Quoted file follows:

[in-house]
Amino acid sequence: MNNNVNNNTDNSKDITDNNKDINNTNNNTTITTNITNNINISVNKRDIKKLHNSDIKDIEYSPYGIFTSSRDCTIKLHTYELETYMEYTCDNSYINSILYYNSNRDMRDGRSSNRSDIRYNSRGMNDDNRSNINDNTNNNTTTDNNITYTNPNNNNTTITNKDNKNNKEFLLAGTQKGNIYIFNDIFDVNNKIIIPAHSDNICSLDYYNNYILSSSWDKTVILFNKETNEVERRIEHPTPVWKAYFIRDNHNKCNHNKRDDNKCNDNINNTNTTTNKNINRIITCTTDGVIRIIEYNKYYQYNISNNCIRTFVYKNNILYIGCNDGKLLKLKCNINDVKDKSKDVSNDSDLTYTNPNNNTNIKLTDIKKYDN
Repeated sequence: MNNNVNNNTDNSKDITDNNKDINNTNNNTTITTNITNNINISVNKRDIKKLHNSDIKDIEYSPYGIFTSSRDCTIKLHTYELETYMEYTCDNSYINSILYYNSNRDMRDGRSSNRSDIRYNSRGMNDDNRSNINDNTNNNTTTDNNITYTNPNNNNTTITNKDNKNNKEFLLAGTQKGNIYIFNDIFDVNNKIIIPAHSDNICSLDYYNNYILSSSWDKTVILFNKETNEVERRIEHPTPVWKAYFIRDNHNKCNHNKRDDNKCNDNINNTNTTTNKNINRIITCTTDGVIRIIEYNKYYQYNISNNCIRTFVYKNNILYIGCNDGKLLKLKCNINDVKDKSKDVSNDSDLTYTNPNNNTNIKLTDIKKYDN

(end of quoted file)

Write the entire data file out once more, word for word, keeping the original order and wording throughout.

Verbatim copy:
[in-house]
Amino acid sequence: MNNNVNNNTDNSKDITDNNKDINNTNNNTTITTNITNNINISVNKRDIKKLHNSDIKDIEYSPYGIFTSSRDCTIKLHTYELETYMEYTCDNSYINSILYYNSNRDMRDGRSSNRSDIRYNSRGMNDDNRSNINDNTNNNTTTDNNITYTNPNNNNTTITNKDNKNNKEFLLAGTQKGNIYIFNDIFDVNNKIIIPAHSDNICSLDYYNNYILSSSWDKTVILFNKETNEVERRIEHPTPVWKAYFIRDNHNKCNHNKRDDNKCNDNINNTNTTTNKNINRIITCTTDGVIRIIEYNKYYQYNISNNCIRTFVYKNNILYIGCNDGKLLKLKCNINDVKDKSKDVSNDSDLTYTNPNNNTNIKLTDIKKYDN
Repeated sequence: MNNNVNNNTDNSKDITDNNKDINNTNNNTTITTNITNNINISVNKRDIKKLHNSDIKDIEYSPYGIFTSSRDCTIKLHTYELETYMEYTCDNSYINSILYYNSNRDMRDGRSSNRSDIRYNSRGMNDDNRSNINDNTNNNTTTDNNITYTNPNNNNTTITNKDNKNNKEFLLAGTQKGNIYIFNDIFDVNNKIIIPAHSDNICSLDYYNNYILSSSWDKTVILFNKETNEVERRIEHPTPVWKAYFIRDNHNKCNHNKRDDNKCNDNINNTNTTTNKNINRIITCTTDGVIRIIEYNKYYQYNISNNCIRTFVYKNNILYIGCNDGKLLKLKCNINDVKDKSKDVSNDSDLTYTNPNNNTNIKLTDIKKYDN